Still, lets look at the glass as half full given his bravura take on ‘Milwaukee’.

Of course, Rod, knew a fair bit about drinking as a member of The Faces who were Olympic Champions of partying.

At his best Rod’s let’s live it large! relish for life combined with an acute emotional intelligence when reading a lyric made him a truly great singer.

One entirely ready to share a microphone with The Killer.

I’ll leave with Jerry Lee, live at the piano, performing with his trademark insouciant charm.

‘Well it’s late and she’s waiting
And I know I should go Home.’

60 thoughts on “Rod Stewart, Jerry Lee Lewis : Song Stylists – What Made Milwaukee Famous

  1. Great of you Thom to try to give good old Rod the Mod a leg up with his starry career, but as usual you’re right about he could have smashed it in Nashville! A classic song superbly sung on both versions & the winner is…….

    Liked by 1 person

  2. Ah Thom, memories again. You have a wonderful knack of bringing them all flooding into the mind. The Rod Stewart version was the first I heard of this marvellous song. To teenagers of that time Jerry Lee Lewis was regarded (if thought of at all) as a voice from the pre-Beatles past and the pre-Beatles past was the pre-music past as far as many were concerned (Elvis? How could that ridiculously spangled overweight Vegas crooner ever have been thought of as the voice of rebellious youth?).

    But around the same time there was a bit of a JLL revival in the UK with his version of ‘Chantilly Lace’ getting airtime on Radio One, becoming a minor hit and that leading in turn to plays for the Big Bopper ‘s original (was it the original?).

    The same year JLL recorded his London Session album backed up by a host of great musicians. With names like Rory Gallagher, Peter Frampton, Tony Ashton, Alvin Lee, Klaus Voormann and a host of others appearing, JLL moved from beyond the pale to supercool overnight – without having to stop at acceptable in between. If these great musicians were prepared to lend their names to a JLL album then maybe the man wasn’t a washed-up old fifties has-been after all.

    Rod Stewart in those days was not only a ‘must-buy’ but an ‘if you’ve got it flaunt it’ so the world could see how hip you were walking down the street with your copy of ‘Never A Dull Moment’ under your arm. ‘The Session’ elevated JLL to the same status. I recall pre-ordering it with John Menzies in Kilmarnock and checking every day for a fortnight to see if it had arrived. Then when it did, buying it and walking out of the shop without even listening to a sample track in the booth, indicating (i hoped – but in vain) to the girl behind the counter that I was the kind of guy who knew his music.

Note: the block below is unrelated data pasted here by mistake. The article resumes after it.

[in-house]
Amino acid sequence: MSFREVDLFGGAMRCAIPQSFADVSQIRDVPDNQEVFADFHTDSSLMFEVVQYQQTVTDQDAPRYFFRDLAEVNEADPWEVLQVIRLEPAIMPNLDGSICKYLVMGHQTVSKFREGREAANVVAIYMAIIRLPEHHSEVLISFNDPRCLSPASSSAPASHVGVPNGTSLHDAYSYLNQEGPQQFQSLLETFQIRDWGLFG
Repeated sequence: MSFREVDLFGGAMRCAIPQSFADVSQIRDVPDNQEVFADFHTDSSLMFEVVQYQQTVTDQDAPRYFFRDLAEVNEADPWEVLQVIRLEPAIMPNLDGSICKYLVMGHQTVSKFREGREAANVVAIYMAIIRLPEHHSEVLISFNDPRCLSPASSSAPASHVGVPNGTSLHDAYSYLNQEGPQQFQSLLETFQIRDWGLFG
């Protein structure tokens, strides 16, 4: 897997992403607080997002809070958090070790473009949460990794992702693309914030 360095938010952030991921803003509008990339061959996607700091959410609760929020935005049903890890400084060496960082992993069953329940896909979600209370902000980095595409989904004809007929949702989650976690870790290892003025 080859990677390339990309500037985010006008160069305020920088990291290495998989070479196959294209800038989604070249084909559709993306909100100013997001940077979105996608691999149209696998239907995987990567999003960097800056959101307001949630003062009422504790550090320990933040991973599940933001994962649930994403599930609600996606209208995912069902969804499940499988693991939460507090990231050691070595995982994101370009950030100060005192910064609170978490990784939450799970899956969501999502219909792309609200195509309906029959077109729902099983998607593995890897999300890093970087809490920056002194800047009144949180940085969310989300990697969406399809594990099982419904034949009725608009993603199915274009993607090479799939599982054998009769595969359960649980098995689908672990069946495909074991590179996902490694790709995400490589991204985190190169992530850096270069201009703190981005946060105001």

I didn’t have one of those Dansettes which were so popular at the time. The record player was located on the left hand side of the radiogram and was in the living room (this led to friends being chosen on the basis of access to a portable player in their bedroom) so time available for playing music was at a premium with parents wanting to watch TV and a younger brother anxious to inflict his own execrable musical tastes on the household.

    Nevertheless this album was played incessantly – “Drinking Wine, Spo-Dee O’Dee,” “Sea Cruise,” “Memphis,” “Johnny B. Goode,” “What’d I Say, ” “Whole Lotta Shakin’ Going On” (of course) and a great rock and roll medley at the end. It even included ‘contemporary’ songs like “Bad Moon Rising” and “Early Morning Rain”

    It quickly became a ‘why don’t you bring’ when visiting friends with those much sought-after Dansettes and possession of it was a guaranteed invitation to parties, especially those ‘parents away, don’t get int trouble and don’t make a mess’ parties.

    Rod was always at those parties too and his version was given a local twist as we sang ‘What made Dundonald famous made a boozer out of me’ as crumpled cans of illicit McEwan’s Export fought for floorspace with empty bottles of El Dorado. Excruciatingly unoriginal lyrics but at least it scanned unlike another favourite ‘Take Me Home Symington Roads’

    It was a long time later till I heard the JLL version and it’s a pleasure to hear them both side-by-side, plus the live track. For me though the best version of this song was the bluegrass one I heard a few years back from Del McCoury which is over three minutes and includes an additional verse.

    Thanks again Thom for the marvellous music and those lyrically visual commentaries. I’ll single out “the awesome certainty of a Paddle Steamer navigating The Mississippi” on this occasion.

    Liked by 2 people